Diesel Machinery, Inc. v. B.R. Lee Industries

Citation418 F.3d 820
Decision Date08 August 2005
Docket NumberNo. 03-2652.,No. 04-1577.,03-2652.,04-1577.
PartiesDIESEL MACHINERY, INC., Appellee, v. B.R. LEE INDUSTRIES, INC., Appellant.
CourtU.S. Court of Appeals — Eighth Circuit

William A. Clineburg, argued, Atlanta, GA (Matthew A. Boyd, Atlanta, GA, on the brief), for appellant.

Michael P. Healey, argued, Kansas City, MO, for appellee.

Before BYE, JOHN R. GIBSON, and GRUENDER, Circuit Judges.

BYE, Circuit Judge.

Diesel Machinery, Inc. (DMI), sued B.R. Lee Industries, Inc. (LeeBoy),1 alleging LeeBoy unlawfully terminated DMI's dealer franchise. The district court2 entered partial summary judgment in DMI's favor on liability, and a jury subsequently awarded DMI compensatory damages of $665,000, and $4.335 million in punitive damages, remitted to $2.66 million by the district court. See Diesel Mach., Inc. v. B.R. Lee Indus., Inc., 328 F.Supp.2d 1029, 1051-56 (D.S.D.2003). In this appeal, LeeBoy challenges the grant of partial summary judgment and several of the district court's pre-trial, trial and post-trial rulings. We affirm the district court in all respects.


DMI is a construction equipment dealer in South Dakota. LeeBoy manufactures several models of pavers and other road-building equipment. In November 2000, LeeBoy entered a dealership agreement with DMI giving the latter exclusive rights to sell LeeBoy products throughout South Dakota as well as seven counties in Minnesota. Initially effective through December 31, 2001, the agreement provided it would thereafter "automatically renew for successive one (1) year terms." DMI's App. at 76. The agreement also indicated either party could terminate the agreement with "advance written notice of termination at least sixty (60) days (or longer if required by the laws of the state where your principal office is located) prior to the end of the then current term." Id. The agreement further provided:

Some states have laws that give you certain rights which may vary from, or are in addition to, those found in this Agreement. If your principal place of business is located in one of those states, this Agreement is amended to the fullest extent necessary to provide you those rights.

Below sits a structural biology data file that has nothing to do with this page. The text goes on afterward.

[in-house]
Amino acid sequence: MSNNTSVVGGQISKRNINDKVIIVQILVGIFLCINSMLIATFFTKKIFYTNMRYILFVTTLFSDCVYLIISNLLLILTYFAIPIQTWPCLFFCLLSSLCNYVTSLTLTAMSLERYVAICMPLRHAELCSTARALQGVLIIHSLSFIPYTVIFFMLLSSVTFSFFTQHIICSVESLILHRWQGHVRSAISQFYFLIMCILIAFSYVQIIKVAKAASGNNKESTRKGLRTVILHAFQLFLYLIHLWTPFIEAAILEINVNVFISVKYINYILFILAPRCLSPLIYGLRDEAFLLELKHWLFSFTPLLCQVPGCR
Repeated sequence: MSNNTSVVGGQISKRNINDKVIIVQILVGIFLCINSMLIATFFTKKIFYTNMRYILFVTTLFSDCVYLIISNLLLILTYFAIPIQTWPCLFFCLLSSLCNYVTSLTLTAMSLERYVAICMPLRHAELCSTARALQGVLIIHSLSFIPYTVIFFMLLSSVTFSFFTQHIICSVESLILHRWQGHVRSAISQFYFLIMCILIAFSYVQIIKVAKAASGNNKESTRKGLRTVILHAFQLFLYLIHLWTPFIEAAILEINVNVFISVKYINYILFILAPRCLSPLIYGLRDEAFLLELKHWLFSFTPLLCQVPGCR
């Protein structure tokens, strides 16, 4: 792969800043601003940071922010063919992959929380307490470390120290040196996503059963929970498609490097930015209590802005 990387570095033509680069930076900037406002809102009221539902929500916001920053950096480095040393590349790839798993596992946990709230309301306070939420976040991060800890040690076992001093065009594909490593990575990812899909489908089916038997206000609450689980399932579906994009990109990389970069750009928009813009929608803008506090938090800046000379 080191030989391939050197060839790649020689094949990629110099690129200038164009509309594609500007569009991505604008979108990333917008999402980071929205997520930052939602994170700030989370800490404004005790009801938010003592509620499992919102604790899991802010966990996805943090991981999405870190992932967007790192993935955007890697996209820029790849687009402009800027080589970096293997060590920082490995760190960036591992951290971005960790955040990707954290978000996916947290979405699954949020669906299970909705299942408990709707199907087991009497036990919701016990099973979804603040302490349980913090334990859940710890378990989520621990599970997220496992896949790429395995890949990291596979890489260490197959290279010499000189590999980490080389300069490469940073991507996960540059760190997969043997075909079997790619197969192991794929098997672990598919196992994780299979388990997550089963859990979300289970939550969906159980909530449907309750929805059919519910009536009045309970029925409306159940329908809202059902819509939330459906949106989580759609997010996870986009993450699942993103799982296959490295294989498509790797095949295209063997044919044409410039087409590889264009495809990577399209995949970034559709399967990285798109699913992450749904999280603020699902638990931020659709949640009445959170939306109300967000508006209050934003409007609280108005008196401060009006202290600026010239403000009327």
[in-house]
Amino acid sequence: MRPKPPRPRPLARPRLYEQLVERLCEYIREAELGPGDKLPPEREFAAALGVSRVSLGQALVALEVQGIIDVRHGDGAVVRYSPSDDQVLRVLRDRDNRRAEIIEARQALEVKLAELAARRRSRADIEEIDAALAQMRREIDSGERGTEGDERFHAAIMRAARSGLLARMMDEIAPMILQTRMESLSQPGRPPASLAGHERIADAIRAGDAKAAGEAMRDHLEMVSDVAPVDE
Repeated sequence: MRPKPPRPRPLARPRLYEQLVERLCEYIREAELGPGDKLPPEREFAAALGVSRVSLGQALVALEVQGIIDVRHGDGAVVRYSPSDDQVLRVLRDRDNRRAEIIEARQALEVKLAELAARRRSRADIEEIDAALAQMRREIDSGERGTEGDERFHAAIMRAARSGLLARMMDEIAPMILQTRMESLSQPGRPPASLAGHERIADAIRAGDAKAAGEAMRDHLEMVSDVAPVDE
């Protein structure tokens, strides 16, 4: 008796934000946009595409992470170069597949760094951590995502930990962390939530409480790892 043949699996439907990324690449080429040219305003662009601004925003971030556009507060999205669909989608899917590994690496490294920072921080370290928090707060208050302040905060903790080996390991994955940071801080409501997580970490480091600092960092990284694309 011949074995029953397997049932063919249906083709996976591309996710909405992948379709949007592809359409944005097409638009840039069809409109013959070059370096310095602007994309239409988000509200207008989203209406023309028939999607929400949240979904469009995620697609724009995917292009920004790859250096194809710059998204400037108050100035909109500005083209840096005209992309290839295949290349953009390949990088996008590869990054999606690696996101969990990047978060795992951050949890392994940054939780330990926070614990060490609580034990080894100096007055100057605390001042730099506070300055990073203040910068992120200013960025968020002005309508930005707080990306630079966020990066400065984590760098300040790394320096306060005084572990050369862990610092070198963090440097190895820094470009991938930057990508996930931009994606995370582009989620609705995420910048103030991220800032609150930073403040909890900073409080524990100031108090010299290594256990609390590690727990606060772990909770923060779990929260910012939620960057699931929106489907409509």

Id. at 77.

This provision resulted from DMI's request to modify the initial draft of the agreement, which had provided North Carolina law would govern. DMI wanted the benefit of the South Dakota Dealer Protection Act (SDDPA), which it understood to permit termination of the agreement only if DMI justly provoked LeeBoy through misconduct. See S.D. Codified Laws § 37-5-3 (prohibiting a manufacturer or distributor from canceling a dealer's franchise "unfairly . . . and without just provocation"); Groseth Int'l, Inc. v. Tenneco, Inc., 410 N.W.2d 159, 168 (S.D.1987) (holding "just provocation [under § 37-5-3] requires some sort of misconduct or shortcoming on the part of the dealer.").

After entering the agreement, DMI took its obligation to LeeBoy seriously. DMI likened its relationships with the manufacturers whose lines it carried to a marriage, putting the goodwill it had built with its customers on the line when promoting products. DMI trained its sales and service employees on LeeBoy products and procedures. Tim Jenkins, LeeBoy's Manufacturer's Representative for the territory which included South Dakota, presented sales training sessions to DMI sales people and traveled with various DMI salesmen on customer calls to promote LeeBoy products. LeeBoy's literature was disseminated to DMI's sales people, and DMI's sales people studied the LeeBoy product and procedures manual. DMI also stocked — in both its Sioux Falls and Rapid City branches — the parts LeeBoy recommended for stocking.

DMI advertised LeeBoy's products. LeeBoy provided DMI with a canvas sign or poster (approximately 3' x 5') displaying the LeeBoy logo, which DMI placed in its dealership lobby. DMI advertised LeeBoy products on its Internet website, in its DMI Product Support Report (a monthly publication indicating DMI's current inventory), and in the DMI Difference Magazine (a publication sent to about 2000 DMI customers and potential customers). DMI displayed product brochures for LeeBoy equipment in the lobbies of both its Sioux Falls and Rapid City branches. DMI's sales manager also prepared an advertising flyer specifically to promote the LeeBoy Force Feed Loader (referred to in South Dakota as a snow loader), which LeeBoy sent to all of its customers along with LeeBoy's own product brochure.

DMI purchased two pavers from LeeBoy within the first six months of the franchise period. DMI ordered the first paver in March of 2001 and purchased it in June of 2001. DMI leased this paver for three months to Bowes Construction in Brookings, South Dakota; Bowes ultimately purchased the paver in September 2001. DMI purchased a second LeeBoy paver in May 2001 to lease to M & S Construction in Deadwood, South Dakota.3 DMI was in the process of stocking a third LeeBoy paver when LeeBoy terminated the franchise.